Telephone Follow‐Up for Older Adults Discharged to Home from the Emergency Department: A Pragmatic Randomized Controlled Trial

Telephone Follow‐Up for Older Adults Discharged to Home from the Emergency Department: A... In the first few months after discharge from the emergency department (ED), adults aged 65 and older are at risk of adverse events, including rapid return to the ED, hospitalization, decline in capacity to perform activities of daily living (ADLs), and death. These outcomes may stem from inadequate care transitions from the ED, including poor communication of discharge instructions, delays in return appointments to a primary care physician (PCP), and unrecognized signs of complications. So strong is the belief that better discharge planning can improve the quality of aftercare for individuals recently discharged from the ED that the Centers for Medicare and Medicaid Services proposed rules in 2015 to apply discharge planning requirements to individuals being discharged from the ED. As the number of older adults seeking care in EDs has increased rapidly, and the U.S. healthcare system has emphasized avoidance of repeat admissions and ED visits, these poor outcomes after discharge from an ED have become a focus of concern.Numerous healthcare systems have searched for practical ways to provide better care after discharge from the hospital or ED. Telephone calls have been recognized as a feasible and relatively inexpensive way to communicate in the critical early post‐ED discharge http://www.deepdyve.com/assets/images/DeepDyve-Logo-lg.png Journal of American Geriatrics Society Wiley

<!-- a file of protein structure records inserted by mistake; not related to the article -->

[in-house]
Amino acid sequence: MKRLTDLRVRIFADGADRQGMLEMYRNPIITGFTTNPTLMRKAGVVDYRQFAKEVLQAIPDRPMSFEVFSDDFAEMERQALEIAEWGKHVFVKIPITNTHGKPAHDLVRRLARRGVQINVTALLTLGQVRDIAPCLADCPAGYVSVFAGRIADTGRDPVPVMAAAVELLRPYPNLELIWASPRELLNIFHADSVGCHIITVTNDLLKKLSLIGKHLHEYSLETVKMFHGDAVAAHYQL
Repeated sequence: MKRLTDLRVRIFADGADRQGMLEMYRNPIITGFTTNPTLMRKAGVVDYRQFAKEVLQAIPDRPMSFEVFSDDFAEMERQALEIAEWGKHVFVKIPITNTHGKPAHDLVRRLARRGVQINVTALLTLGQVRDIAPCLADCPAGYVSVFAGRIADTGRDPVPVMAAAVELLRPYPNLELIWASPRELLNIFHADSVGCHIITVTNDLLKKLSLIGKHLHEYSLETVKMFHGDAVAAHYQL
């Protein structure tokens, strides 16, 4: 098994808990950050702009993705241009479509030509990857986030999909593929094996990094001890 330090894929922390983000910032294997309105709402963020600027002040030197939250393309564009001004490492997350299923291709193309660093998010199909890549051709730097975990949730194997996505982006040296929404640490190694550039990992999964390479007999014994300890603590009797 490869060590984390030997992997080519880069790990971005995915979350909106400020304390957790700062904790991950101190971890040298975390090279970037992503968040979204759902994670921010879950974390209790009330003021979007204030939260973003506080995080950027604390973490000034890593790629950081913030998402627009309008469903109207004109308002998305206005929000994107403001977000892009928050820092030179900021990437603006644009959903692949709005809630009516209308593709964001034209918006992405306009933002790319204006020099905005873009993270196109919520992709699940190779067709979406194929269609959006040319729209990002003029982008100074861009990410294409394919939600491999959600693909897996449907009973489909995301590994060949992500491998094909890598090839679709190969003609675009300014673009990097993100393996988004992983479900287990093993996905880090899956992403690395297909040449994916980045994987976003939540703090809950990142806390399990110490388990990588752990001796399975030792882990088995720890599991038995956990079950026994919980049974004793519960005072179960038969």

Telephone Follow‐Up for Older Adults Discharged to Home from the Emergency Department: A Pragmatic Randomized Controlled Trial

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Publisher
Wiley Subscription Services, Inc., A Wiley Company
Copyright
© 2018 American Geriatrics Society and Wiley Periodicals, Inc.
ISSN
0002-8614
eISSN
1532-5415
D.O.I.
10.1111/jgs.15142
Publisher site
See Article on Publisher Site

Abstract

In the first few months after discharge from the emergency department (ED), adults aged 65 and older are at risk of adverse events, including rapid return to the ED, hospitalization, decline in capacity to perform activities of daily living (ADLs), and death. These outcomes may stem from inadequate care transitions from the ED, including poor communication of discharge instructions, delays in return appointments to a primary care physician (PCP), and unrecognized signs of complications. So strong is the belief that better discharge planning can improve the quality of aftercare for individuals recently discharged from the ED that the Centers for Medicare and Medicaid Services proposed rules in 2015 to apply discharge planning requirements to individuals being discharged from the ED. As the number of older adults seeking care in EDs has increased rapidly, and the U.S. healthcare system has emphasized avoidance of repeat admissions and ED visits, these poor outcomes after discharge from an ED have become a focus of concern.Numerous healthcare systems have searched for practical ways to provide better care after discharge from the hospital or ED. Telephone calls have been recognized as a feasible and relatively inexpensive way to communicate in the critical early post‐ED discharge

Journal

Journal of American Geriatrics SocietyWiley

Published: Jan 1, 2018

Keywords: ; ;

References

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